Dadante admits stock fraud

Plea deal involves accounts at Ferris

August 17, 2007|By Paul Adams | Paul Adams,SUN REPORTER

An Ohio investment manager who used brokerage accounts at Baltimore's Ferris Baker Watts to carry out a stock manipulation scheme pleaded guilty yesterday to two counts of securities fraud and agreed to cooperate in a continuing federal probe.

The agreement, filed in U.S. District Court in Cleveland, calls for David A. Dadante to serve a minimum of 10 years in prison - more than former Enron Corp. Chief Financial Officer Andrew S. Fastow is serving for his role in that company's collapse - and make restitution to about 100 investors.

More than $28 million was lost in what started as a Ponzi scheme and grew into a market fraud that drew investigators' attention to Dadante's trading at Ferris and half a dozen other firms.

Investigators say Dadante looted his fund to finance gambling junkets to Las Vegas and a luxury home in a Cleveland suburb.

The plea agreement says Dadante was aided by others in the fraud, but provides no details of who those people are.

"I have every belief that this is not a one-time deal with my client," said Mark A. Stanton, Dadante's attorney. "I do assume they're going to continue with their investigation."

Investigators said the fund manager used some of the $47 million he collected from investors to open accounts at Ferris and make fraudulent trades in shares of Duluth, Ga.-based Innotrac Corp. in an effort to boost their value. The brokerage extended Dadante as much as $18.4 million in credit to finance purchases of the thinly traded stock even as his trading patterns were raising concerns among some Ferris employees.

On one occasion, when Dadante needed to raise funds quickly to cover debts to another brokerage, his broker at Ferris bought $600,000 worth of Dadante's Innotrac shares with money from other clients' accounts without their knowledge, investigators said.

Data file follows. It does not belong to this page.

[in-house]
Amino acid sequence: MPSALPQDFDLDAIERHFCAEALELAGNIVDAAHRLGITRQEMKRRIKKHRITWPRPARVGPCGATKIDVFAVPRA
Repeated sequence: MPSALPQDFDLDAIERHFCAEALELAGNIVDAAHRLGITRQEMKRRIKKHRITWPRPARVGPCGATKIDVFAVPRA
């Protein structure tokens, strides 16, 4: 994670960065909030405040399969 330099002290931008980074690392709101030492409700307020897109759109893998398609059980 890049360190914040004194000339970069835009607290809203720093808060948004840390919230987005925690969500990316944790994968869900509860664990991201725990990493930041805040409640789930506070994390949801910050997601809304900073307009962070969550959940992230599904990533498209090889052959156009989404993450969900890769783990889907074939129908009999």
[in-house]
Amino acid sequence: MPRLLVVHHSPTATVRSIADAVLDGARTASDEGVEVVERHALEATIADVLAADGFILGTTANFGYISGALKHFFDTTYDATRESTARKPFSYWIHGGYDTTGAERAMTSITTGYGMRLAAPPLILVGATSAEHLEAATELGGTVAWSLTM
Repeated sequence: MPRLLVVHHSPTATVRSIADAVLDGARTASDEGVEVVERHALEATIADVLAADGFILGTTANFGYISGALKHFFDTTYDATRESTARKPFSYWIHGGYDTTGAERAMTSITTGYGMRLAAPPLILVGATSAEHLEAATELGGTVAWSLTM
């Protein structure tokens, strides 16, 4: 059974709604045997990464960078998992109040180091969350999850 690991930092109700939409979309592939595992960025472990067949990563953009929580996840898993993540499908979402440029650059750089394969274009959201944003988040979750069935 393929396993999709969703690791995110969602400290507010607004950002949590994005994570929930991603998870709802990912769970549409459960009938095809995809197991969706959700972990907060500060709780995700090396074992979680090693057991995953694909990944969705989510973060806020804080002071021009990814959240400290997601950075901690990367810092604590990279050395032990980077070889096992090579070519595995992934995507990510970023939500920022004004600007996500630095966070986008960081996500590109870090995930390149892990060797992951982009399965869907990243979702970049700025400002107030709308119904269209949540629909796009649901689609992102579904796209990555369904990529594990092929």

The Securities and Exchange Commission and Justice Department continue to investigate Ferris' trades for Dadante. Legal experts say the probe could take months or years to complete.

Ferris shook up its management this spring after hiring outside counsel to conduct its own investigation. Six executives and two traders went on leave at various points; three of the executives eventually resigned or retired. They included former chief executive Louis Akers and general counsel Ted Urban.

A Ferris spokeswoman declined to comment on Dadante's plea, noting that he was a customer and not an employee of the firm.

`Substantial harm'

"Today's guilty pleas are the result of a substantial amount of work on the part of the FBI and Cleveland office and the Securities and Exchange Commission in Chicago," said Justin Roberts, the assistant U.S. attorney who handled the case. "The offenses [for] which Dadante now stands convicted caused substantial harm to the investing public and damaged the integrity of our public markets."

Legal experts said the plea agreement is a strong indication that Justice officials expect to target others. "Typically, jurisdictions don't offer individuals cooperation agreements unless they believe they're going to be able to utilize that person's information and ultimately gain their testimony [against others]," said Charles Ross, a New York criminal defense attorney and expert in securities law.

Ferris has said in financial documents that it believes investigators are focusing on Dadante's broker, who has been identified in other documents and interviews as Stephen J. Glantz. The criminal information and plea agreement in Dadante's case make numerous references to Dadante's broker at Ferris, though not by name. Glantz, who left the firm in 2005, has told The Sun he did nothing wrong.

Through a review of Ferris' trading records and interviews with traders, investigators determined Dadante used at least four illegal trading techniques to artificially increase the share price of Innotrac from $2.19 a share in October 2002 to a high of about $12 in March 2004. He accumulated 4.2 million shares of Innotrac, giving him a 34 percent stake in the company.

The Sun reported in April that the trading occurred even as Ferris' internal watchdogs were flagging problems in Dadante's account. The firm's compliance department told top executives they believed Dadante's trading had caused Innotrac's share price to increase and that he had violated securities laws by not making required regulatory filings, among other things.

Bid higher

Court documents say Dadante often bought small blocks of Innotrac shares throughout the day, incrementally raising the price with each purchase. He routinely refused help from Ferris' stock traders to seek the best price, as is customary. Instead, he requested they use his own schedule of increasingly higher bids, the documents said.

At other times, he would call Ferris' trading desk minutes before the close of markets and buy Innotrac shares at a price slightly higher than the previous bid. Called "marking the close," the tactic has the effect of raising the closing price of the shares. Investigators said the trades served no other purpose than to manipulate the market.

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